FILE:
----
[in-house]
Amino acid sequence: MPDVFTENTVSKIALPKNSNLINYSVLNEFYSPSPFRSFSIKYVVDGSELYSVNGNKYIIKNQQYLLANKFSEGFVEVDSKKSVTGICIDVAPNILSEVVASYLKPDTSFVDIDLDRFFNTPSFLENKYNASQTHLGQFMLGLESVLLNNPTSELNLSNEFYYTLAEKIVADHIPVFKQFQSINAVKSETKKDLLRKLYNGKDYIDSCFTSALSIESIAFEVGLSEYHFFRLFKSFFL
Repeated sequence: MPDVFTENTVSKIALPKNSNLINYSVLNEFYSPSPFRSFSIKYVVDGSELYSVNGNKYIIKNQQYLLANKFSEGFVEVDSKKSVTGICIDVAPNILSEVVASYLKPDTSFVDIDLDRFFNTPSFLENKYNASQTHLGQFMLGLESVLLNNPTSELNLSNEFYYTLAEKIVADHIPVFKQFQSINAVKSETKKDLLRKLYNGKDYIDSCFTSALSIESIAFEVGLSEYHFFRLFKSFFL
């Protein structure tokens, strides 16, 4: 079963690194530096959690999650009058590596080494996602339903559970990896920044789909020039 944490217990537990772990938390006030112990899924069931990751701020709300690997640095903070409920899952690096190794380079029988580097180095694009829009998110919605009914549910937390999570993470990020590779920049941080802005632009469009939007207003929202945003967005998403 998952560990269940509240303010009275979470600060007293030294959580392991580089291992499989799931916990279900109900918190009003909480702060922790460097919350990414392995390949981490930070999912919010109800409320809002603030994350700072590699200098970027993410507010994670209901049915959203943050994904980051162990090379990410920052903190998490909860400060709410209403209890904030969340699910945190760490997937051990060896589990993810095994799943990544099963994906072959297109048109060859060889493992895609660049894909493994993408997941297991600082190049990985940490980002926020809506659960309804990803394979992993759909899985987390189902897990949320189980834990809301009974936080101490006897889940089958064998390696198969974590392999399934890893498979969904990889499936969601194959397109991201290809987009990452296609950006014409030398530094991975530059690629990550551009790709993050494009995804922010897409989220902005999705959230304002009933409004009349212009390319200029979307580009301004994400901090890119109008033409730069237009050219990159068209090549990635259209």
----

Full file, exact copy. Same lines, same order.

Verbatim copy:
[in-house]
Amino acid sequence: MPDVFTENTVSKIALPKNSNLINYSVLNEFYSPSPFRSFSIKYVVDGSELYSVNGNKYIIKNQQYLLANKFSEGFVEVDSKKSVTGICIDVAPNILSEVVASYLKPDTSFVDIDLDRFFNTPSFLENKYNASQTHLGQFMLGLESVLLNNPTSELNLSNEFYYTLAEKIVADHIPVFKQFQSINAVKSETKKDLLRKLYNGKDYIDSCFTSALSIESIAFEVGLSEYHFFRLFKSFFL
Repeated sequence: MPDVFTENTVSKIALPKNSNLINYSVLNEFYSPSPFRSFSIKYVVDGSELYSVNGNKYIIKNQQYLLANKFSEGFVEVDSKKSVTGICIDVAPNILSEVVASYLKPDTSFVDIDLDRFFNTPSFLENKYNASQTHLGQFMLGLESVLLNNPTSELNLSNEFYYTLAEKIVADHIPVFKQFQSINAVKSETKKDLLRKLYNGKDYIDSCFTSALSIESIAFEVGLSEYHFFRLFKSFFL
């Protein structure tokens, strides 16, 4: 079963690194530096959690999650009058590596080494996602339903559970990896920044789909020039 944490217990537990772990938390006030112990899924069931990751701020709300690997640095903070409920899952690096190794380079029988580097180095694009829009998110919605009914549910937390999570993470990020590779920049941080802005632009469009939007207003929202945003967005998403 998952560990269940509240303010009275979470600060007293030294959580392991580089291992499989799931916990279900109900918190009003909480702060922790460097919350990414392995390949981490930070999912919010109800409320809002603030994350700072590699200098970027993410507010994670209901049915959203943050994904980051162990090379990410920052903190998490909860400060709410209403209890904030969340699910945190760490997937051990060896589990993810095994799943990544099963994906072959297109048109060859060889493992895609660049894909493994993408997941297991600082190049990985940490980002926020809506659960309804990803394979992993759909899985987390189902897990949320189980834990809301009974936080101490006897889940089958064998390696198969974590392999399934890893498979969904990889499936969601194959397109991201290809987009990452296609950006014409030398530094991975530059690629990550551009790709993050494009995804922010897409989220902005999705959230304002009933409004009349212009390319200029979307580009301004994400901090890119109008033409730069237009050219990159068209090549990635259209």